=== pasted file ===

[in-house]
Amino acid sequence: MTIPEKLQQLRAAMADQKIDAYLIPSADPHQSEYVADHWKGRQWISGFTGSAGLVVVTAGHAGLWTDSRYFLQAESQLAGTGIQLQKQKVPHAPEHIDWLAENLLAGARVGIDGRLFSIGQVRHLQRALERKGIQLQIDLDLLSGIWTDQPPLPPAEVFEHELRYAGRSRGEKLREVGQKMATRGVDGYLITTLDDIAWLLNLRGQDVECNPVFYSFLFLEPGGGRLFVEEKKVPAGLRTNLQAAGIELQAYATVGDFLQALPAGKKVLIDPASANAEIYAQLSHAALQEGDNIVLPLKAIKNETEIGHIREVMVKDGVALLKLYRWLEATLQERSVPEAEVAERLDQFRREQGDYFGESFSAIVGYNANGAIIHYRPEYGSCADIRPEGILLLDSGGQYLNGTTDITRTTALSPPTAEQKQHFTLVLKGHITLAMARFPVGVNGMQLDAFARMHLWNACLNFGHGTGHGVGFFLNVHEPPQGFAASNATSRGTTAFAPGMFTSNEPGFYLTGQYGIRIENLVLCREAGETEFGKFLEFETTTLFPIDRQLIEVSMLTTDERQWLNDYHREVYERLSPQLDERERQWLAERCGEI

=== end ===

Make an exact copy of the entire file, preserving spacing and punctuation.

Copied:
[in-house]
Amino acid sequence: MTIPEKLQQLRAAMADQKIDAYLIPSADPHQSEYVADHWKGRQWISGFTGSAGLVVVTAGHAGLWTDSRYFLQAESQLAGTGIQLQKQKVPHAPEHIDWLAENLLAGARVGIDGRLFSIGQVRHLQRALERKGIQLQIDLDLLSGIWTDQPPLPPAEVFEHELRYAGRSRGEKLREVGQKMATRGVDGYLITTLDDIAWLLNLRGQDVECNPVFYSFLFLEPGGGRLFVEEKKVPAGLRTNLQAAGIELQAYATVGDFLQALPAGKKVLIDPASANAEIYAQLSHAALQEGDNIVLPLKAIKNETEIGHIREVMVKDGVALLKLYRWLEATLQERSVPEAEVAERLDQFRREQGDYFGESFSAIVGYNANGAIIHYRPEYGSCADIRPEGILLLDSGGQYLNGTTDITRTTALSPPTAEQKQHFTLVLKGHITLAMARFPVGVNGMQLDAFARMHLWNACLNFGHGTGHGVGFFLNVHEPPQGFAASNATSRGTTAFAPGMFTSNEPGFYLTGQYGIRIENLVLCREAGETEFGKFLEFETTTLFPIDRQLIEVSMLTTDERQWLNDYHREVYERLSPQLDERERQWLAERCGEI